The University of California, San Diego is planning to establish a center for proton and particle therapy, the most powerful forms of radiation therapy available to treat cancer patients today.
Moores UCSD Cancer Center
Protons and other particles allow for aggressive but highly targeted treatment of tumors, delivering high doses of radiation to malignant cells with minimal harm to nearby healthy tissues. Available at only a handful of centers in the United States and in the world, proton therapy not only reduces the risk of side effects but allows the delivery of higher, more effective radiation doses, improving patient outcome.
Faculty at the UC San Diego Rebecca and John Moores Cancer Center, the region’s only National Cancer Institute-designated Comprehensive Cancer Center, are developing models for building a proton/particle center for therapy and research on the University campus.
“I am thrilled that we have taken the first steps toward building a proton treatment center here at UC San Diego,” said Arno J. Mundt, M.D., professor and chair of the UCSD Department of Radiation Oncology. “Protons and other particles are important tools in the treatment of cancer, and the development of such a center would place UCSD alongside other major cancer centers that have built proton centers, including M.D. Anderson Cancer Center and Massachusetts General Hospital.”
Proton therapy is especially useful in treating cancers of the eye and brain, head and neck, lung and other sites. Prostate cancer, in particular, is ideally suited for proton therapy with excellent clinical results resulting from this therapy, he said.
He added that the center will be both a treatment and research facility, focusing not only on state-of-the-art treatment but also the development of novel approaches to improve the efficacy of this leading edge therapy. The center will be a major resource for scientists and engineers within UCSD and for the biomedical research community at large. In addition, plans for the research program will include the study and therapeutic application of other particles with similar properties, according to Mundt, which would make it unique.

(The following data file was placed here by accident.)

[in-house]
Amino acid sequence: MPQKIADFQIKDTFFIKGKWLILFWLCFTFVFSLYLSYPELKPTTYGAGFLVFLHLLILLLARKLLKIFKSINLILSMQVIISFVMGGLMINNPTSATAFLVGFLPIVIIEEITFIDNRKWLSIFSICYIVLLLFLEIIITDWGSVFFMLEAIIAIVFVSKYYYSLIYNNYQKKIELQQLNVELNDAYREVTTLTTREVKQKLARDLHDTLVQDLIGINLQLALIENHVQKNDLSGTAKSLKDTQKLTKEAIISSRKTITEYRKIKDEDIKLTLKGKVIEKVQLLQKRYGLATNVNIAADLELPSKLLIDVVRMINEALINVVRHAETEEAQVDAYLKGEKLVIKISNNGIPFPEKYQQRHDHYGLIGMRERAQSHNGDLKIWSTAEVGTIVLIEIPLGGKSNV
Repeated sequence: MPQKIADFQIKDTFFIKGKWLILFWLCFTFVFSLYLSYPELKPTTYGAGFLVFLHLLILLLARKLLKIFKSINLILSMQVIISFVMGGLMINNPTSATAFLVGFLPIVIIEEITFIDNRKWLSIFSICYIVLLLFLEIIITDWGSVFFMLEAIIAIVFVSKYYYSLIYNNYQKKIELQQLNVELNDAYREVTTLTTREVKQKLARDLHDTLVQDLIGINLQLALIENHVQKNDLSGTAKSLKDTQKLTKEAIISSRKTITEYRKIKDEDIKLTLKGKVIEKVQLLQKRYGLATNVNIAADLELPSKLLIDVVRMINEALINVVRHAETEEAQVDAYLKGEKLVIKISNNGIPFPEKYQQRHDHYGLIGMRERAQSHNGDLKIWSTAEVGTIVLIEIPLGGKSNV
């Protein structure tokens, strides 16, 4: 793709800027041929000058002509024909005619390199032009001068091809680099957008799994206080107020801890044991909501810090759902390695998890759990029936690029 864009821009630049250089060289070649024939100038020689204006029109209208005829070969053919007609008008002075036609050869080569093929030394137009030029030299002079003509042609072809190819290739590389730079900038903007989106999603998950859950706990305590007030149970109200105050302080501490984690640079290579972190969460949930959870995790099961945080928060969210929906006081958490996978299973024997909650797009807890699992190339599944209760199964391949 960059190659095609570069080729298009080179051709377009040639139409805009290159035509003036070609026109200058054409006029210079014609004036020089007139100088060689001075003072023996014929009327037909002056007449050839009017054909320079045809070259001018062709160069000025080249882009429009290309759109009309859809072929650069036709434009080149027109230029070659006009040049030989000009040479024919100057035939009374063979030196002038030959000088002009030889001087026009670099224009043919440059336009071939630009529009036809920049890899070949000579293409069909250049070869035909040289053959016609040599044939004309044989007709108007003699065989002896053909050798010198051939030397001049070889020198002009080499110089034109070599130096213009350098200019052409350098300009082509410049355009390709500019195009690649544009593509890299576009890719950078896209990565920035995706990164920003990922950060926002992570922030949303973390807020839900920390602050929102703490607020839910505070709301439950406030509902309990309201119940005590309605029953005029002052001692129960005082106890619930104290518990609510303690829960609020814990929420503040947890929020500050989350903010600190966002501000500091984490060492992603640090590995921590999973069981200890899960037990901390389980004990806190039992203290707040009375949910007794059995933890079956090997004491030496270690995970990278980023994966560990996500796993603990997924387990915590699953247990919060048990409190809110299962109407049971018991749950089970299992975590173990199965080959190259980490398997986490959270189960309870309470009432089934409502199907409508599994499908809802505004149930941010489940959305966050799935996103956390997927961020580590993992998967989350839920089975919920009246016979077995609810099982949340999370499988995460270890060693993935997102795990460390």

Planning for a UCSD Proton/Particle Treatment and Research Center will include a focus on pediatrics.
“Many childhood cancers benefit from proton therapy,” said Kevin T. Murphy, M.D., chief of the UCSD Pediatric Radiation Oncology Service. “Such treatment offers the ability to practically eliminate radiation dosage to adjacent healthy tissues in children, reducing adverse effects on their growth and development.”
“It will be exciting to offer our patients access to state-of-the-art radiation treatments, potentially improving cure rates and the quality of their lives,” said William Roberts, M.D., director of Hematology/Oncology for the UCSD Department of Pediatrics and Rady Children’s Hospital.
The cost of these facilities, including technology, typically exceeds $125 million. The model being developed by UC San Diego is for a collaborative venture with private parties who would finance and build the center, which would be staffed by UCSD physicians and medical physicists. As envisioned, the center will include additional floors of laboratory space for research. A potential site for the center is the UCSD Science Research Park, on University property adjacent to the UC San Diego Medical Center-La Jolla and Moores UCSD Cancer Center. Initial projections are for the center to treat more than 1,500 patients per year.
UC San Diego is currently soliciting and reviewing information from potential partners in order to develop a formal request for proposals. Over the next several months, officials hope to develop and submit the project for discussion and approval by University of California officials and the UC Regents.
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